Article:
I acknowledge the Traditional owners of the land on which we are gathered, the Ngunnawal people and I pay my respects to their elders, past and present.
I also acknowledge those who have died and who we remember today and offer my condolences to those who loved them, particularly the newly bereaved.
Thank you to the Family and Friends for Drug Law Reform for inviting me to speak today about my experience. My story will be similar to many peoples’ stories here today.
We were a fairly ordinary family who had many difficult experiences but no major trials or tribulations, until Paul’s mental health deteriorated and his descent into escaping his struggles by self-medication began. From then on uncertainty and at times chaos roamed our family life up until Paul’s death in 2010.
But in the midst of all of this we remained pretty strong and close, we still had fun and most of all we had hope. We hoped that with our support, Paul would recover, that he would be OK. I thought if we could keep him safe until he reached the magic age of 25 that he would come good. But that wasn’t to be, he died of an overdose not long after his 21st birthday. Upon reflection I wondered, were we the ordinary family I had thought we were? I fossicked through the family files and history trying to find a reason why. Why Paul could not see the goodness in himself or recognise his worth, why he struggled so much with his mental health and life and why he wanted to escape it so badly. Was it because of all the change in our lives and the absence of his father? Was it genetics or just bad luck? Was it all of the above?
Paul came into this world on the 30th of September 1988, he was overdue by almost two weeks. It was a traumatic birth, the umbilical cord was wrapped three times, tightly around his neck, asphyxiating him. Paul was rushed away from me and I could hear the staff trying to get him to breathe. Waiting for his first cry was the longest few minutes of my life. Despite this traumatic start to life, Paul was healthy, weighing in at 8 pounds 12 ounces and thrived throughout his early years. He was a sensitive, quirky, shy kid, who thought deeply and took things to heart. He had some unusual interests as child, such as cello, archery and architecture, but also the usual things kids love, Lego, dinosaurs and books.
In adolescence Paul struggled emotionally, he had good support from his high school, but he was becoming isolated, he didn’t have the friends around him that he had had at primary school. Something happened for Paul around that time that caused him to retreat and favour isolation, his self-worth was low and anxiety became a constant shadow. Even so, as soon as he was old enough, he managed to get employment in hospitality, he made new friends and had the money to indulge his passions of music and fashion. Things were going well.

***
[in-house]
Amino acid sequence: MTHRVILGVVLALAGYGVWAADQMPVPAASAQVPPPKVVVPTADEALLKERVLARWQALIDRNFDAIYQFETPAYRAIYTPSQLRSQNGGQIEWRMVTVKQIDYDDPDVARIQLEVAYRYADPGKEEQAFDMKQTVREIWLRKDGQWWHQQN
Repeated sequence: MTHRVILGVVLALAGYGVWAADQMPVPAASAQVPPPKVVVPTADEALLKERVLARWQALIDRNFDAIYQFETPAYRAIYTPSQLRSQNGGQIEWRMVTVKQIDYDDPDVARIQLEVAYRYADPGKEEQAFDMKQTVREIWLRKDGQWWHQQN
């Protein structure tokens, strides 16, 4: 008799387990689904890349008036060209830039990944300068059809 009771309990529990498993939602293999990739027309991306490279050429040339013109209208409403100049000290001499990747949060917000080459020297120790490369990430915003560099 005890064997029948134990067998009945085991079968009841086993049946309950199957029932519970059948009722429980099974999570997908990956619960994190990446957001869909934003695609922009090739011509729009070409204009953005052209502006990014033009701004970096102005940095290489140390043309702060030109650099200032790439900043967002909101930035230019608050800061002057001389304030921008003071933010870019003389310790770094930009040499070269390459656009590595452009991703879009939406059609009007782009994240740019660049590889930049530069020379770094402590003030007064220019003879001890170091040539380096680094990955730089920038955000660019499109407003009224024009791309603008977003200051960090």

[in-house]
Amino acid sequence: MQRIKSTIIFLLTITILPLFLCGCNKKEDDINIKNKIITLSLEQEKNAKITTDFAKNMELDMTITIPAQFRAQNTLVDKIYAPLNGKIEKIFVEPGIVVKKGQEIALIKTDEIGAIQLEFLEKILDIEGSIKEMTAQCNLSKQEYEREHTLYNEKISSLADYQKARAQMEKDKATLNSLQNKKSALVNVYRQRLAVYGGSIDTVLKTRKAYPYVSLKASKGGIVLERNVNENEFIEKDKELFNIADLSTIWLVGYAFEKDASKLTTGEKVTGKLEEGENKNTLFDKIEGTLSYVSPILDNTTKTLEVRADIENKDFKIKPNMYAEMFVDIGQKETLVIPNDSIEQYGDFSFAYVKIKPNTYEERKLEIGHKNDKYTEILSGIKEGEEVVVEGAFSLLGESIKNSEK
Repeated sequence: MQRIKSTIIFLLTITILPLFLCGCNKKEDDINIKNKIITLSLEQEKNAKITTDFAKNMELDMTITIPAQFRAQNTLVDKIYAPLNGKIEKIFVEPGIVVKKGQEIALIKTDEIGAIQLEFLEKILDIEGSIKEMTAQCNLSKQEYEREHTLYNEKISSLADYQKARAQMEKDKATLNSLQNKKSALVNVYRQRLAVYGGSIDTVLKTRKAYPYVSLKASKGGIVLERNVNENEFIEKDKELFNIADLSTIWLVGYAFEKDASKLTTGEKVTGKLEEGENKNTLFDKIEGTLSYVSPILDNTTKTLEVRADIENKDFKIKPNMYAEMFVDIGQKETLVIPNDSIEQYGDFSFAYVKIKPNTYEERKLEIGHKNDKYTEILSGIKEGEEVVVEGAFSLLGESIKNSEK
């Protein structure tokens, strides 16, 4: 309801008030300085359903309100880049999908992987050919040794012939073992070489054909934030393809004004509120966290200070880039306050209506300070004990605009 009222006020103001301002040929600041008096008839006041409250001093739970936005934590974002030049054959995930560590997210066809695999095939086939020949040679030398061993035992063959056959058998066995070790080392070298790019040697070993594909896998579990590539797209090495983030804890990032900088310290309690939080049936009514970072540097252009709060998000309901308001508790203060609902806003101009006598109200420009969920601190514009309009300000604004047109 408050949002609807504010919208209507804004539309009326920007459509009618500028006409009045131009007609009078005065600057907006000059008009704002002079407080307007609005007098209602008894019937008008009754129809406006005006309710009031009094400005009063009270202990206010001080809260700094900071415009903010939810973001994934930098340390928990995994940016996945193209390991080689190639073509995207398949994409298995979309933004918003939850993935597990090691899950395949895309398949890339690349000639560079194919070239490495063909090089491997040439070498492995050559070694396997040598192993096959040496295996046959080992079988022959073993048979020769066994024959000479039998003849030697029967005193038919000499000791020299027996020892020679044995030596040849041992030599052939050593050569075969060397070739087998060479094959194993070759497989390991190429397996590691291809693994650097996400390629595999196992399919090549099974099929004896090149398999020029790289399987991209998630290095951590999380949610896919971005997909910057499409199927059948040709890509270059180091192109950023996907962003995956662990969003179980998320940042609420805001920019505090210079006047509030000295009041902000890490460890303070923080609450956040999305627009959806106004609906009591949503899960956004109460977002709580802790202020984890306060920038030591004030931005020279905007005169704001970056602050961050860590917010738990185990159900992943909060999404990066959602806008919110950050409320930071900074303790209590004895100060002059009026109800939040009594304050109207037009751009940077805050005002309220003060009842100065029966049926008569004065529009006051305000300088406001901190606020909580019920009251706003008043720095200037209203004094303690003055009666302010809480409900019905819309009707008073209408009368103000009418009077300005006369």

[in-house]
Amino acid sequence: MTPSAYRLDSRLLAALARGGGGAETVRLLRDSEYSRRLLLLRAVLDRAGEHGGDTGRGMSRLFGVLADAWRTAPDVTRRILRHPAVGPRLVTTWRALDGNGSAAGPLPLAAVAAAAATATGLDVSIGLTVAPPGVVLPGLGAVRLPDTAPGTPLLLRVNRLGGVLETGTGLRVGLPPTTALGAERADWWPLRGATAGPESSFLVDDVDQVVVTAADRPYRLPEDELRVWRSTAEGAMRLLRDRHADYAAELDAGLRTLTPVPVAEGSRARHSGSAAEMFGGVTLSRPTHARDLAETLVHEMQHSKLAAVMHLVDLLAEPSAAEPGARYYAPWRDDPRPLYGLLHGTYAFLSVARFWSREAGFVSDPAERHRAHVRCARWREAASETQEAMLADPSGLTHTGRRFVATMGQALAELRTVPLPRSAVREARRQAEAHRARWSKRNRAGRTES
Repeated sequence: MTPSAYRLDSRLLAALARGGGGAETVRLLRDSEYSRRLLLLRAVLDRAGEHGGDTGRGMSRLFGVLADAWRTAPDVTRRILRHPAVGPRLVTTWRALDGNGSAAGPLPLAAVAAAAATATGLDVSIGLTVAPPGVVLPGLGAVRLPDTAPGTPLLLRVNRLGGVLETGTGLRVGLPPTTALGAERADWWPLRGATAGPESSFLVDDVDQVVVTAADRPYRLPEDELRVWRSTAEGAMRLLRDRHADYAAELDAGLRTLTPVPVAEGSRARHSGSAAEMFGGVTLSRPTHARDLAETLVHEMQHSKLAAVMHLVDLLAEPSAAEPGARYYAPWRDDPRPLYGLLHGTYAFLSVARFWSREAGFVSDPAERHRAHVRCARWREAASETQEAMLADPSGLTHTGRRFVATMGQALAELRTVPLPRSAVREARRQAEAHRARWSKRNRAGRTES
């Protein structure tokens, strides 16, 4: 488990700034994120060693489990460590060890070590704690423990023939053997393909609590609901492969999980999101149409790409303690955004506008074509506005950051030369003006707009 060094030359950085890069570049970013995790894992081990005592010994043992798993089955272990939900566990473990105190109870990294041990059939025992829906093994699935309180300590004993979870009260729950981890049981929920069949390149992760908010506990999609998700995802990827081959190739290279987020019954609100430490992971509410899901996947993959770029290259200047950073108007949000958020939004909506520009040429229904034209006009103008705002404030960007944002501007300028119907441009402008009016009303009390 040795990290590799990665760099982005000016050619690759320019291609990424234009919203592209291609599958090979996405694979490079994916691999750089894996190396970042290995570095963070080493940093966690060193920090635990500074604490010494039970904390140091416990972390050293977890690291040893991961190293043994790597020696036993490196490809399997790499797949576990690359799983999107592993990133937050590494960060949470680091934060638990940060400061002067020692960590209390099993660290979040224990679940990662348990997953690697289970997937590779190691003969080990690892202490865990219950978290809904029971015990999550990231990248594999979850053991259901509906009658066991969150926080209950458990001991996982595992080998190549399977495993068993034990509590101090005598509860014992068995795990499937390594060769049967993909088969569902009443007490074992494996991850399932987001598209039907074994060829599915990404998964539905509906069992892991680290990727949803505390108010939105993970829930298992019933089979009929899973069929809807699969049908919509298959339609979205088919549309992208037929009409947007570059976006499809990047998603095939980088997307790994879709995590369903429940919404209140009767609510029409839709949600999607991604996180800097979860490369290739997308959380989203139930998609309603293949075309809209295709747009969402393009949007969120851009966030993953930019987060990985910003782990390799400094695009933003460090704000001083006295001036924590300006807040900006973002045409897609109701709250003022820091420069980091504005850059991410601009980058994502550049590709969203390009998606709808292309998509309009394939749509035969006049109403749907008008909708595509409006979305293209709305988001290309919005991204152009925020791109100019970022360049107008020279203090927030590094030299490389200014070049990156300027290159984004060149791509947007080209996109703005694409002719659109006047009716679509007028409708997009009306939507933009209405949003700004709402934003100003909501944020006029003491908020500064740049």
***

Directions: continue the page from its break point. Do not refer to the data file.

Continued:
When Paul was about 16, after jobs and friendships changed again I realised he had begun to use alcohol to escape difficult things in his life. This was the start of my concerns for his mental and physical wellbeing. It was hard to understand why he struggled but we supported him as best we could along with his high school where a flexible education program was developed for Paul.
Paul’s alcohol use became more problematic, his safety and reputation were at risk, and it was impacting on all aspects of his life. Paul entered the Ted Noff’s program here in Canberra, where he learned about harm minimisation. After leaving Ted Noff’s he started a retail apprenticeship which he really enjoyed. About 9 months into this job he was approached by a different company to work at a higher level. I tried to persuade him to stick with the apprenticeship and finish it, but Paul did not want to pass up the opportunity for his career and to earn more money. Along with this promotion came the stress of the major responsibilities of the job, which was way too much for an inexperienced adolescent. Paul’s anxiety became a major problem, and he started taking over the counter medications to try and help him sleep. Around this time Paul was diagnosed with, depression, anxiety and social phobia and was prescribed several different kinds of anti-anxiety medications. Alcohol was no longer an issue for him, the use of medications to relieve anxiety and stress had taken over.
In 2007 Paul had his first psychotic episode and was admitted to Calvary 2N and from there was transferred to The Canberra Hospital Psychiatric ward, he was discharged soon after with no follow up plan in place. Later that year he spent almost three weeks in 2N after an overdose, and was discharged home on multiple medications including, benzodiazepines, anti-psychotics and anti-depressants, with a plan to wait for a rehab place in NSW. While waiting for a place, Paul was heavily sedated at home, his mood was low and the effect of the medications left him very unmotivated. Paul entered the NSW rehab but left after 2 weeks, he said he felt completely out of his depth, vulnerable, isolated and unsafe there. After this, Paul tried his best to remain well, he found work, however his anxiety and low mood meant his medications were increased but he also self-medicated, leading to more overdoses.
Mid 2008, Paul entered detox and then rehab in Canberra, he left that program after 2 weeks, overdosed within days and once again was admitted to the psychiatric ward. When I questioned staff about Paul’s sedated presentation on the ward and the increasing the amount of medications prescribed, I was told he needed them and that this was normal. Again, he was discharged on multiple medications and without a solid discharge plan.